Von M. JEFFREY MCMAHON - Veröffentlicht auf
Format:Gebundene Ausgabe|Vine Kundenrezension eines kostenfreien Produkts (Was ist das?)
First the good news. In Scott Stossel’s excellent book, he points out a major study that people with generalized anxiety disorder have much higher IQs than the average population’s.

The rest of the news in this very readable book isn’t so good for anxious depressives like Stossel, a lifelong depressive, worry-wart, and multi-phobe, his worst fear being emetophobia, the fear of throwing up.

Stossel exercises a lot of candor discussing his dyspepsia and inner demons as he consults hundreds of sources, firsthand and otherwise, to give us a tour of the many theories behind chronic anxiety with an engaging narrative that reminded me of Eric Weiner’s The Geography of Bliss.

The main philosophical debate is this: Should we embrace our anxiety as part of our existential condition, seeing anxiety as a “calling,” a way of enhancing our life, struggling through the demons, and facing the great meaning of life questions? By muting our anxiety with pharmaceuticals, are we being lazy cowards, relinquishing the great existential quest before us? Or does the pain and suffering from biologically-induced anxiety merit a pharmaceutical solution to give relief to those innocent sufferers?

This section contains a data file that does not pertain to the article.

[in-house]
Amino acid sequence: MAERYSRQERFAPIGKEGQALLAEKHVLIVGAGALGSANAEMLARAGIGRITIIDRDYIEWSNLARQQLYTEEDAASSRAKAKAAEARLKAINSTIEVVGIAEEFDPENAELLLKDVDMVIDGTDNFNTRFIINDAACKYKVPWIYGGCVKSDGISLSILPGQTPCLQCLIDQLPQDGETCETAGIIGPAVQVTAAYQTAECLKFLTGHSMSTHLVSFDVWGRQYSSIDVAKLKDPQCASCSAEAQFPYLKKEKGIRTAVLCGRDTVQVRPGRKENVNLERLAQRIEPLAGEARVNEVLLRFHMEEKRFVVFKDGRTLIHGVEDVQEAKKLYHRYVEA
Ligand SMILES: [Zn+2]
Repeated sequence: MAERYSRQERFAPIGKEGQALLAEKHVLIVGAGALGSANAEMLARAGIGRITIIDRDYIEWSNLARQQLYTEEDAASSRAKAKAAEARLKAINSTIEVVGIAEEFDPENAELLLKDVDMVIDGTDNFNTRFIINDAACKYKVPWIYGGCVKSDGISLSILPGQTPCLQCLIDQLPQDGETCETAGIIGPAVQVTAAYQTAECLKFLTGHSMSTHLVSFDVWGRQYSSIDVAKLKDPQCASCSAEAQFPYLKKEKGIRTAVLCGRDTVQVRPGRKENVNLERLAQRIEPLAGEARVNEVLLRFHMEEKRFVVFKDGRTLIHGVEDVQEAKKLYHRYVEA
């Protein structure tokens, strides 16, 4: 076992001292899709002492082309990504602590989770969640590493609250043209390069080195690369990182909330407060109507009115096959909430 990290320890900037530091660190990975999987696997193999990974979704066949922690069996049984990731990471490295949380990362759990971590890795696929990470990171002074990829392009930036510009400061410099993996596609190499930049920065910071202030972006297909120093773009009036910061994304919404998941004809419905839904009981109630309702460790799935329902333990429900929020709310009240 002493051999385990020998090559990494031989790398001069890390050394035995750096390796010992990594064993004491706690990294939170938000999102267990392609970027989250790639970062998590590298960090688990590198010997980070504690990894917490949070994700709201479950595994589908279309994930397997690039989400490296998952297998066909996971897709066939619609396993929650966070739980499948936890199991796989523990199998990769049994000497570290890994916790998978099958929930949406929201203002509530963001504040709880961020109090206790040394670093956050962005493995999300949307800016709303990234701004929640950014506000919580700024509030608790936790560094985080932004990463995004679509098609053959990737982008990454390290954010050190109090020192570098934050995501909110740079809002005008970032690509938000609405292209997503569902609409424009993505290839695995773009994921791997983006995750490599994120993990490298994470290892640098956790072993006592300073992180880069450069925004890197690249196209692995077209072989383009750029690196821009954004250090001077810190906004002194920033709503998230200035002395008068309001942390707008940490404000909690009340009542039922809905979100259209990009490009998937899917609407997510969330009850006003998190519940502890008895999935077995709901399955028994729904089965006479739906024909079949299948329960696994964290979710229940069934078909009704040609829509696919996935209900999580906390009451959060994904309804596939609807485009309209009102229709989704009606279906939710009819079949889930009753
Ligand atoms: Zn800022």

With fair-minded intensity, Stossel explores this debate and concludes that while he is a lifelong taker of anti-depressants, he overall feels there is an existential purpose to anxiety and shows a lot of research that warns us that pharmaceuticals can be highly addictive, can be hell to go off with severe withdrawals, and only work on one-third of the people who take them with serious side effects.

Interlacing major anxiety research with his own compelling narrative, Scott Stossel has written a masterful account of anxiety and its existential and pharmaceutical challenges. Highly recommended.
67 von 69 Kunden fanden die folgende Rezension hilfreich
5.0 von 5 Sternen Thorough, fascinating, and a great read 16. Dezember 2013
Von Joanna - Veröffentlicht auf
Format:Gebundene Ausgabe|Vine Kundenrezension eines kostenfreien Produkts (Was ist das?)